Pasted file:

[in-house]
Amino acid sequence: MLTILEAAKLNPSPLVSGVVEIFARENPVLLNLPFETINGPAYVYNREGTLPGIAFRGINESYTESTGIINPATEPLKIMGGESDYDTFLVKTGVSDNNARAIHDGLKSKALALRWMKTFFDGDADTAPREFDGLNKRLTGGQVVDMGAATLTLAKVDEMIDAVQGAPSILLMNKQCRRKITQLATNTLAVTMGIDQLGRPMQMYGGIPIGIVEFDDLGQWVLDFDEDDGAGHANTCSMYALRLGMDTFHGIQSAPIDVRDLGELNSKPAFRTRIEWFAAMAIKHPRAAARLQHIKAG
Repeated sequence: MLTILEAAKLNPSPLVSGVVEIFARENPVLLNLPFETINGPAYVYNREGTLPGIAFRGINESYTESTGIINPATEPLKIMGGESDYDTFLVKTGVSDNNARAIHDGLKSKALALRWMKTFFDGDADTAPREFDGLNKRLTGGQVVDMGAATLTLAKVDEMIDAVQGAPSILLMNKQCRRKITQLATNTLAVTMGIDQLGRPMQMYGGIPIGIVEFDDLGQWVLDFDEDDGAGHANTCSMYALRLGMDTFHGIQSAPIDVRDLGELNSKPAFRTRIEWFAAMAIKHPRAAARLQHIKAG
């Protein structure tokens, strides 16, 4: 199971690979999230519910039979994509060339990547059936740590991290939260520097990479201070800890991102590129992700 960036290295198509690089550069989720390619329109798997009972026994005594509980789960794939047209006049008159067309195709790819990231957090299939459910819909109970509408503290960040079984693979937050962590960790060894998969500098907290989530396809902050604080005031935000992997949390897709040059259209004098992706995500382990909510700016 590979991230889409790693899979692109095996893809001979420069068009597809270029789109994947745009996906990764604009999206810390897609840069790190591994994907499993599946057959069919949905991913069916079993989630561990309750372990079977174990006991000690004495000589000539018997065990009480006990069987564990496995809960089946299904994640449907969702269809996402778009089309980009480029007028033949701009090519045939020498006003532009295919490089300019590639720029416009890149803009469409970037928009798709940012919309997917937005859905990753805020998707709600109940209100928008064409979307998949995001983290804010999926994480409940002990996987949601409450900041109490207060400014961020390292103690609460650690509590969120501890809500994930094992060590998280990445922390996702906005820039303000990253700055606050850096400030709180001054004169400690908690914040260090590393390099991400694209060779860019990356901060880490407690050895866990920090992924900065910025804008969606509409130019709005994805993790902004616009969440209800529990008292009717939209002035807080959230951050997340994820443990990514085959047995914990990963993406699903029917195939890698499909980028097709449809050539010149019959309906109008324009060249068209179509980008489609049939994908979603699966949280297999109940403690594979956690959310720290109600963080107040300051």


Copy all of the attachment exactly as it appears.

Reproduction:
[in-house]
Amino acid sequence: MLTILEAAKLNPSPLVSGVVEIFARENPVLLNLPFETINGPAYVYNREGTLPGIAFRGINESYTESTGIINPATEPLKIMGGESDYDTFLVKTGVSDNNARAIHDGLKSKALALRWMKTFFDGDADTAPREFDGLNKRLTGGQVVDMGAATLTLAKVDEMIDAVQGAPSILLMNKQCRRKITQLATNTLAVTMGIDQLGRPMQMYGGIPIGIVEFDDLGQWVLDFDEDDGAGHANTCSMYALRLGMDTFHGIQSAPIDVRDLGELNSKPAFRTRIEWFAAMAIKHPRAAARLQHIKAG
Repeated sequence: MLTILEAAKLNPSPLVSGVVEIFARENPVLLNLPFETINGPAYVYNREGTLPGIAFRGINESYTESTGIINPATEPLKIMGGESDYDTFLVKTGVSDNNARAIHDGLKSKALALRWMKTFFDGDADTAPREFDGLNKRLTGGQVVDMGAATLTLAKVDEMIDAVQGAPSILLMNKQCRRKITQLATNTLAVTMGIDQLGRPMQMYGGIPIGIVEFDDLGQWVLDFDEDDGAGHANTCSMYALRLGMDTFHGIQSAPIDVRDLGELNSKPAFRTRIEWFAAMAIKHPRAAARLQHIKAG
């Protein structure tokens, strides 16, 4: 199971690979999230519910039979994509060339990547059936740590991290939260520097990479201070800890991102590129992700 960036290295198509690089550069989720390619329109798997009972026994005594509980789960794939047209006049008159067309195709790819990231957090299939459910819909109970509408503290960040079984693979937050962590960790060894998969500098907290989530396809902050604080005031935000992997949390897709040059259209004098992706995500382990909510700016 590979991230889409790693899979692109095996893809001979420069068009597809270029789109994947745009996906990764604009999206810390897609840069790190591994994907499993599946057959069919949905991913069916079993989630561990309750372990079977174990006991000690004495000589000539018997065990009480006990069987564990496995809960089946299904994640449907969702269809996402778009089309980009480029007028033949701009090519045939020498006003532009295919490089300019590639720029416009890149803009469409970037928009798709940012919309997917937005859905990753805020998707709600109940209100928008064409979307998949995001983290804010999926994480409940002990996987949601409450900041109490207060400014961020390292103690609460650690509590969120501890809500994930094992060590998280990445922390996702906005820039303000990253700055606050850096400030709180001054004169400690908690914040260090590393390099991400694209060779860019990356901060880490407690050895866990920090992924900065910025804008969606509409130019709005994805993790902004616009969440209800529990008292009717939209002035807080959230951050997340994820443990990514085959047995914990990963993406699903029917195939890698499909980028097709449809050539010149019959309906109008324009060249068209179509980008489609049939994908979603699966949280297999109940403690594979956690959310720290109600963080107040300051």